Supermarkets Discard Massive Amounts of Food

Supermarkets Discard Massive Amounts of Food

For the first time, supermarkets in Austria were required to report their food waste statistics, a mandate resulting from an amendment to the Waste Management Act. This law obliges grocery stores and large chains to disclose their waste and donations. Approximately 250 supermarkets, accounting for around 4,000 sales outlets, have reported their waste figures to the Climate Ministry. This obligation applies to companies with at least one sales outlet larger than 400 square meters or those with at least five stores.

The outcome revealed that during the fourth quarter of 2023, over 16,200 tons of food were discarded. During the same period, retailers donated nearly 4,900 tons of food. This indicates that the amount of food wasted is more than triple the amount freely given out by supermarkets.

In an interview with KURIER, trade spokesperson Rainer Will explained a catch-22 situation: “If a grocer wants to give food to the Vienna Tafel, for instance, they have to set the product price to zero because they’re giving it away. Legally, this means the product is deemed worthless and therefore non-marketable. In other words, it should not be passed on at all. However, if the grocer doesn’t reduce the product’s price to zero, they have to pay tax on it, despite not making any money from it.” Will calls on the Climate Protection Ministry to make legal improvements on this matter.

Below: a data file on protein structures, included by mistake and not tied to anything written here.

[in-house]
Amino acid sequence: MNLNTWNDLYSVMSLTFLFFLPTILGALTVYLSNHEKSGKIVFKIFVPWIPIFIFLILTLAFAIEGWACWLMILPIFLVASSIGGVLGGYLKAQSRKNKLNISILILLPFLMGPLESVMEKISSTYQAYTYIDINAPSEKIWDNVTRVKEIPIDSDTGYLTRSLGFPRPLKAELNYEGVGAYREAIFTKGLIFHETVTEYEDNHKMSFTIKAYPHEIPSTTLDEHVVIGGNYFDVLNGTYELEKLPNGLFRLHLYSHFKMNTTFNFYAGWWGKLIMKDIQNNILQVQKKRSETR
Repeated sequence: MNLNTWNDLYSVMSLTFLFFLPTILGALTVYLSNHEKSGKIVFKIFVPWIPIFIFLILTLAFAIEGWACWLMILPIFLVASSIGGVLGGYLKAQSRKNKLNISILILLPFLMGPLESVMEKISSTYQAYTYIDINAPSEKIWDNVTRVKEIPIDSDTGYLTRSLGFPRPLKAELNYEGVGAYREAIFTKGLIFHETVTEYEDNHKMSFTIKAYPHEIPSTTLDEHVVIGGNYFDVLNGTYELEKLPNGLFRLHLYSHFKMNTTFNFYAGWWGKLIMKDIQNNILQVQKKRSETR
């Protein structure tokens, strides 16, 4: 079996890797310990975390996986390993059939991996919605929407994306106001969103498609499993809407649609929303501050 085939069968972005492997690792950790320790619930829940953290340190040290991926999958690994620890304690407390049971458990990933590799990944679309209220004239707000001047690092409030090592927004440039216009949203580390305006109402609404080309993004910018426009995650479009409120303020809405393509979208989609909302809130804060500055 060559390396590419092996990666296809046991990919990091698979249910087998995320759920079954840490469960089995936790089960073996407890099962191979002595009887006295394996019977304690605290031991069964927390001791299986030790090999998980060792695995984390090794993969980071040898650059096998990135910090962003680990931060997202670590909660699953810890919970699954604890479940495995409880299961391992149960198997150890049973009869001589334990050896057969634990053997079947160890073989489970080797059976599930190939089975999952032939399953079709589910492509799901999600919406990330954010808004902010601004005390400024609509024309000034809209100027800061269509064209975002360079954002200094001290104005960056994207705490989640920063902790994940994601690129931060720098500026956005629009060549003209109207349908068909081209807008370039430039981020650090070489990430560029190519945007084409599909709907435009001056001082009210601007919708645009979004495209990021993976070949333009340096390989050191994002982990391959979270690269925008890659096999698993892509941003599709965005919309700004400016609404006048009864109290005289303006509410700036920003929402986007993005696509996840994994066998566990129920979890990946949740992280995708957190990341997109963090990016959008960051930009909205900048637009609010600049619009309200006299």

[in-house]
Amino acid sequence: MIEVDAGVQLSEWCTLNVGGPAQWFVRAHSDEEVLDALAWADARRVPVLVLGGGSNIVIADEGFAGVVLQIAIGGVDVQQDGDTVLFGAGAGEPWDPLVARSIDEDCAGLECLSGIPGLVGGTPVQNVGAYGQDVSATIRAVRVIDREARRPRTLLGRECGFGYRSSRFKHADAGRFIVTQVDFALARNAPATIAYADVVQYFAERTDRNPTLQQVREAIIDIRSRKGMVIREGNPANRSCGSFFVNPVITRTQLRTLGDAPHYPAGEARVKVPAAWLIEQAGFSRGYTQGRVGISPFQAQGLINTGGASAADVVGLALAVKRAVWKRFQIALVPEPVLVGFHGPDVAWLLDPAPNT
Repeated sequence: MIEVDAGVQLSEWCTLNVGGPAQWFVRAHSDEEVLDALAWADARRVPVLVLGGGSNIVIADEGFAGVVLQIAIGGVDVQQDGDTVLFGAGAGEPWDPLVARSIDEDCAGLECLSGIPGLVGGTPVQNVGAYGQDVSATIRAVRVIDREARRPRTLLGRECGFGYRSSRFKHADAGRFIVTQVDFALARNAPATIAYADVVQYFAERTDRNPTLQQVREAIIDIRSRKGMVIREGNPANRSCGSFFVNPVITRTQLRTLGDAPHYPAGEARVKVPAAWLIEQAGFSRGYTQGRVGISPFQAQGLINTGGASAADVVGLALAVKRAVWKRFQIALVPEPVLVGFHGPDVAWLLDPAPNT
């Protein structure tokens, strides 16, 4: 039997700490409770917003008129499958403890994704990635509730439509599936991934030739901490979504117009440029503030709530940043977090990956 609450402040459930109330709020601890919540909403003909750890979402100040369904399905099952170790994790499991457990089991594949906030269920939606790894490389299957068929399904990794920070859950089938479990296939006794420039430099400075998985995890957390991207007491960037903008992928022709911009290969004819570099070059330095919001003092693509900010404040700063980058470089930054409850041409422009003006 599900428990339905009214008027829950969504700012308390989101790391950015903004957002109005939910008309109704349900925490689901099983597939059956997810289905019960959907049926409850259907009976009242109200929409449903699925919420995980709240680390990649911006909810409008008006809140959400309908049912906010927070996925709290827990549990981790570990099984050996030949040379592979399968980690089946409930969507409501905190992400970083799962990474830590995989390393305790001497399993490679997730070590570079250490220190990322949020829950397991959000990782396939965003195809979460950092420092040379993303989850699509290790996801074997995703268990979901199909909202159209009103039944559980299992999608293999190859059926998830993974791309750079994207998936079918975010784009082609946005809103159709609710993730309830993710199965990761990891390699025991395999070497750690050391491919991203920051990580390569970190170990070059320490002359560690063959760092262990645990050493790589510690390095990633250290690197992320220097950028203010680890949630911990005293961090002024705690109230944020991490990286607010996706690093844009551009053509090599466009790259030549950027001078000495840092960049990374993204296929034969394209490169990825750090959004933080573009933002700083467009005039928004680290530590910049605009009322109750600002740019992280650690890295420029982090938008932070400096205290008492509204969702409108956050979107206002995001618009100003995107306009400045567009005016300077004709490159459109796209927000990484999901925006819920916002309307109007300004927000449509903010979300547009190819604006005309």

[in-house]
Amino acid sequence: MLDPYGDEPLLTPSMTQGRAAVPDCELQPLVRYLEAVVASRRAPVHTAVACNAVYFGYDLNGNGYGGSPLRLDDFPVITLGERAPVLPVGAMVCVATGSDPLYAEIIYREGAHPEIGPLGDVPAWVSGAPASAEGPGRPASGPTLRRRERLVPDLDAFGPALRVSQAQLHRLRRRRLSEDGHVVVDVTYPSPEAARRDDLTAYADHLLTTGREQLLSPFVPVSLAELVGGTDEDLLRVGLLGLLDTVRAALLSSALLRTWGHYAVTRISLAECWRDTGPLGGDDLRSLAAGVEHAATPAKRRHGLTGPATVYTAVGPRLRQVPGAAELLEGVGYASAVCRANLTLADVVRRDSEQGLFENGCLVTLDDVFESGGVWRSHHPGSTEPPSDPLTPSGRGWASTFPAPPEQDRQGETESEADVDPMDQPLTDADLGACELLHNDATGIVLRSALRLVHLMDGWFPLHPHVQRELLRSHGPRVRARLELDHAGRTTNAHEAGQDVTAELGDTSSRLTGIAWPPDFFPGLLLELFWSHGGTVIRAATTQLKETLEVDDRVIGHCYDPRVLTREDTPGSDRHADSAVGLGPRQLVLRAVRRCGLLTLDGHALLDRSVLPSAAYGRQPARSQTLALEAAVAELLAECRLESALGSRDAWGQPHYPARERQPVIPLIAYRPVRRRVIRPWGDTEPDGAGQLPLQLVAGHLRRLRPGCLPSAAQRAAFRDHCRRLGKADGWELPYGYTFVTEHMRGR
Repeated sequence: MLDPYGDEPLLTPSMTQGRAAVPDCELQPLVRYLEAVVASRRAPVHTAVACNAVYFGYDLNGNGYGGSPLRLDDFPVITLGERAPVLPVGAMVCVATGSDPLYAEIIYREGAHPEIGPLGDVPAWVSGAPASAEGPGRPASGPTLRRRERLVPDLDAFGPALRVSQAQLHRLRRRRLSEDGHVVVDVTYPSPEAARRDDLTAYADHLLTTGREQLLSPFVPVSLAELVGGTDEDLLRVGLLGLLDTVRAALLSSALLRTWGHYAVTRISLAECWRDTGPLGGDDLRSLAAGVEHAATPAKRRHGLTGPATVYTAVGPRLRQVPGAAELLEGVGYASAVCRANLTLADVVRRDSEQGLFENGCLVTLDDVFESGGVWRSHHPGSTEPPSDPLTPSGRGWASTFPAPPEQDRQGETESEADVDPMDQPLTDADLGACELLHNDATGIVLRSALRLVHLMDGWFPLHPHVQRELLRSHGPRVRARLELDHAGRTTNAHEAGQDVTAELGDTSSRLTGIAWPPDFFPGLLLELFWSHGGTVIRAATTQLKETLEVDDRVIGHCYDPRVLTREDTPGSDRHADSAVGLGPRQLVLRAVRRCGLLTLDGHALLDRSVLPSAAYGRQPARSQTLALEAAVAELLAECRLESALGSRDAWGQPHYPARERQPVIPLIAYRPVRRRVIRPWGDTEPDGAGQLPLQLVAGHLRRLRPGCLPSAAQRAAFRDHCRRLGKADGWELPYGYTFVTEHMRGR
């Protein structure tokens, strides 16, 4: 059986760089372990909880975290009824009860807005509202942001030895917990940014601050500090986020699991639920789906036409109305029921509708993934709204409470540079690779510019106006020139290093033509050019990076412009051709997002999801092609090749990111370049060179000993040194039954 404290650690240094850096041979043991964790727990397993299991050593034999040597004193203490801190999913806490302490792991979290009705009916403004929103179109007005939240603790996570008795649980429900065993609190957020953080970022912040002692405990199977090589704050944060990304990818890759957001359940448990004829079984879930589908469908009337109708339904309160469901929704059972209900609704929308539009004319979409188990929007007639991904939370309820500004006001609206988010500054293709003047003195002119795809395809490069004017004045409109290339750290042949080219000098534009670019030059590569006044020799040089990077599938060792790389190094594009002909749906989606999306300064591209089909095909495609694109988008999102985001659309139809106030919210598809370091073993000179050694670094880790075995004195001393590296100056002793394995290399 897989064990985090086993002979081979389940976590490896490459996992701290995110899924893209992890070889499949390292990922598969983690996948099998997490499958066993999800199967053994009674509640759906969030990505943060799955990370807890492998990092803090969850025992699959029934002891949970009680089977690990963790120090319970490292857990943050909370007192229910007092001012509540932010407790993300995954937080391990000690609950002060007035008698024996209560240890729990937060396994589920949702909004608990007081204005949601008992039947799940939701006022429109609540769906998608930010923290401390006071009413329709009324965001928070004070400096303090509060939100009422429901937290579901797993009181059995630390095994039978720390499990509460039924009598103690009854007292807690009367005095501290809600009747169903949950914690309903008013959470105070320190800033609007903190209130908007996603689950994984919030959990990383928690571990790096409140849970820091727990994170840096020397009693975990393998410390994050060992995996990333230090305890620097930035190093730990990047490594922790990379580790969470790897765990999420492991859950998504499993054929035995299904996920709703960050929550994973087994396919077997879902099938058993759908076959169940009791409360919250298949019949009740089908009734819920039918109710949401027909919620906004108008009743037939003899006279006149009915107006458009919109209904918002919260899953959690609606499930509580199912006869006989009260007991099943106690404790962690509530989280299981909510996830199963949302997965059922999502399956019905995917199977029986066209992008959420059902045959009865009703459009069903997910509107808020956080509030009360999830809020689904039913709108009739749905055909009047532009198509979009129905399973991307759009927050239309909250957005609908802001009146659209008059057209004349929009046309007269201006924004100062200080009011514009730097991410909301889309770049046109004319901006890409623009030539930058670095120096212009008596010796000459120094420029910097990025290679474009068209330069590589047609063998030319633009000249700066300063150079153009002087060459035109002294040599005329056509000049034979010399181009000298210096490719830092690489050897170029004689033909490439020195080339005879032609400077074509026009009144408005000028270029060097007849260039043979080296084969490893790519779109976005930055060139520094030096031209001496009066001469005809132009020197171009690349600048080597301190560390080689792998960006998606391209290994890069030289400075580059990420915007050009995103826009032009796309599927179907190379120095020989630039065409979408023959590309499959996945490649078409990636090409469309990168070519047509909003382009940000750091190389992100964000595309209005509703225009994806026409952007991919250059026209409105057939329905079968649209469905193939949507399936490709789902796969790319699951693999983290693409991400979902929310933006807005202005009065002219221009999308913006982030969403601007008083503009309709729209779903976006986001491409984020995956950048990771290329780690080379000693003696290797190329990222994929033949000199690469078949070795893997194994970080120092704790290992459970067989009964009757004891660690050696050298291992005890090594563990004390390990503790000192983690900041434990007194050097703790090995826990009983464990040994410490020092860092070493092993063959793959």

Fruits and Vegetables are Most Wasted

About a quarter of the companies voluntarily disclosed specific types of food that were thrown away. Fruits and vegetables constituted 45 percent of the waste, making them the most wasted. Bakery products were the second most wasted at 19 percent, followed by fresh produce at 12 percent. Dairy products made up 7 percent of the waste. The primary donations consisted of fruits and vegetables (30 percent), milk and dairy products, and baked goods (23 percent each).

Will criticizes the ministry for not addressing areas where “the food waste is actually large”. Apart from private consumers who contribute to 58 percent of all food waste, the catering and production sectors are responsible for a third (19 percent), according to the head of the trade association. Meanwhile, Sebastian Theissing-Matei from Greenpeace Austria views the reporting requirement as “a good first step”, but suggests it should also be extended to large food production and catering companies.

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